Linked by Thom Holwerda on Mon 7th Aug 2017 20:16 UTC
Android

When you get that "out of space" error message during an update, you're only "out of space" on the user storage partition, which is just being used as a temporary download spot before the update is applied to the system partition. Starting with Android 8.0, the A/B system partition setup is being upgraded with a "streaming updates" feature. Update data will arrive from the Internet directly to the offline system partition, written block by block, in a ready-to-boot state. Instead of needing ~1GB of free space, Google will be bypassing user storage almost entirely, needing only ~100KB worth of free space for some metadata.

I promise not to make some snide remark about Android's update mess.

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RE: Comment by tidux
by cacheline on Tue 8th Aug 2017 01:17 UTC in reply to "Comment by tidux"
cacheline
Member since:
2016-06-10

Wait, did I miss something in the article (if I did, please point me to it, not being facetious, I'd really like to know)? Where did it say they weren't doing any kind of validation on the incoming binary?

With all the kernel hardening and efforts they've gone to, I'd be surprised if they did NOT check the incoming update for that. But, if there's an indication they really did miss that, I'd like to know!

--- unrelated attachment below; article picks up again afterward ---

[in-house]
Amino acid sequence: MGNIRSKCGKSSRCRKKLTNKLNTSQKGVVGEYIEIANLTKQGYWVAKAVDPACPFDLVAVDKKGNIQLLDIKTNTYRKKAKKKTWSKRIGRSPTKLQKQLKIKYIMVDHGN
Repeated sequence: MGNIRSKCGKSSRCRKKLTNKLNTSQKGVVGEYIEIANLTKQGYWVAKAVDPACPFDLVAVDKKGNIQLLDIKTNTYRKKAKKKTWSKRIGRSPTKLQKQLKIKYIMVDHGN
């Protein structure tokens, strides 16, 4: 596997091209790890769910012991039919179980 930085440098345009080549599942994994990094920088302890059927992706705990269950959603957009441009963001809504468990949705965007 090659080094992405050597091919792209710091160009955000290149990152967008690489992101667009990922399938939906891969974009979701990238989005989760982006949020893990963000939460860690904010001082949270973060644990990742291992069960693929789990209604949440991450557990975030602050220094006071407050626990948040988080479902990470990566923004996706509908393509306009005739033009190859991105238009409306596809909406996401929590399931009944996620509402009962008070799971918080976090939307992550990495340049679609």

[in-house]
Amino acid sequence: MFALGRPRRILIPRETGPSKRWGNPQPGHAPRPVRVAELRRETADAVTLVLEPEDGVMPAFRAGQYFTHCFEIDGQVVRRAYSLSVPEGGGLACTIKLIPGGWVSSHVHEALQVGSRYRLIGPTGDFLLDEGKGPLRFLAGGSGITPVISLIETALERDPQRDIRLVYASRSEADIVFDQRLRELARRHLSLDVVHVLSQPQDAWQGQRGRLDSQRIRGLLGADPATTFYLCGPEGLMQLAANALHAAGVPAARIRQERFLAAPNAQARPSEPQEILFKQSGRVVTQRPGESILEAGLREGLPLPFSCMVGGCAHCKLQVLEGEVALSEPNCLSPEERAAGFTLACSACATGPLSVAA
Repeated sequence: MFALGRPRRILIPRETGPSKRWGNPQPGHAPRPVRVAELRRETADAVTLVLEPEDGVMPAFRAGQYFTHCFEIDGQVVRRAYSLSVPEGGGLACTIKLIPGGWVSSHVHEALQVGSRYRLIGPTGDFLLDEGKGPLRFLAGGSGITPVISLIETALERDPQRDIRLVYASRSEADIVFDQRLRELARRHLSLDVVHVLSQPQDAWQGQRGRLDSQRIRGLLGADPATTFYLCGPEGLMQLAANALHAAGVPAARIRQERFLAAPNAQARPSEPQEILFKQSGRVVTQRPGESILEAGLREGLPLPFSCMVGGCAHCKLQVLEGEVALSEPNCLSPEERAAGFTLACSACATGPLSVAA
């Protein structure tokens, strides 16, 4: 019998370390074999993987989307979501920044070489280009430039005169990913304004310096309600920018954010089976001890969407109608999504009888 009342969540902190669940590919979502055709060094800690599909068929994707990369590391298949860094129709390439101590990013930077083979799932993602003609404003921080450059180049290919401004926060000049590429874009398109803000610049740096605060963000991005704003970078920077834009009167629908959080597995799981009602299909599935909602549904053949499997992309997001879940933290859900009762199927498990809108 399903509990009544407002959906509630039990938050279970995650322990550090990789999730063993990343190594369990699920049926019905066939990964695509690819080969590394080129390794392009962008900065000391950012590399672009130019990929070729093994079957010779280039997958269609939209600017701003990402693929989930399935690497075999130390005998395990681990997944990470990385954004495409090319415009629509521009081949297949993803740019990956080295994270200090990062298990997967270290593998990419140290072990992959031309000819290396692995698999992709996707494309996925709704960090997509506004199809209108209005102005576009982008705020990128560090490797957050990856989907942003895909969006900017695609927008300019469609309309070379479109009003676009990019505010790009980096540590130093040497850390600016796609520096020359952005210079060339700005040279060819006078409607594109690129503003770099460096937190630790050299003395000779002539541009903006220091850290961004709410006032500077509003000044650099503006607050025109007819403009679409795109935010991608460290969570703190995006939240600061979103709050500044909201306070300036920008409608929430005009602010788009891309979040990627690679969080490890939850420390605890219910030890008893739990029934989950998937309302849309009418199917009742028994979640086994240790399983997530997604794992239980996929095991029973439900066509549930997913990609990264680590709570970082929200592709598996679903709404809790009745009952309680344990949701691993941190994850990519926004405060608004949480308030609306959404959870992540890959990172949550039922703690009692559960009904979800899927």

Reply Parent Score: 1

RE[2]: Comment by tidux
by tidux on Tue 8th Aug 2017 17:42 in reply to "RE: Comment by tidux"
tidux Member since:
2011-08-13

There's no way for them to do it ahead of time or while the transfer is running within the constraints imposed by the "100K of disk space" claim. At most they can do a hash check after the fact, and an attacker could force a reboot between the write and the hash check.

Reply Parent Score: 2

RE[3]: Comment by tidux
by Licaon_Kter on Tue 8th Aug 2017 23:00 in reply to "RE[2]: Comment by tidux"
Licaon_Kter Member since:
2010-03-19

Some ideas:
* 100kb is for metadata (eg. checksums I guess)
* it downloads to the "other" boot partition directly
* it could very well hash every chunk (think bittorrent, say every 4Mb)
* a reboot would not change to "other" boot until the update process validates and marks the switch

It sounds rather well.

Edited 2017-08-08 23:01 UTC

Reply Parent Score: 1

RE[3]: Comment by tidux
by jgfenix on Thu 10th Aug 2017 20:12 in reply to "RE[2]: Comment by tidux"
jgfenix Member since:
2006-05-25

Yes, but it has two system partitions. This is how I think it works.
1) System partition A is active. If there is a reboot or power failure it will boot to A.
2) The updater downloads the update and writes to system partition B.
3) After finishing the update B is validated. If the validation fails it's marked as invalid (an the update is attempted again/postponed/it gives an error/A is copied in B/whatever). If it's ok it's marked as valid.
4) It reboots and B is marked as active so it boots to B.
5) The usual Android update (optimizing apps, etc).
6) The system boots up.
7) B is copied in A. A is validated the same as B. If it's a success both partitions are marked as valid.
8) Now the update is finished.

Edited 2017-08-10 20:13 UTC

Reply Parent Score: 2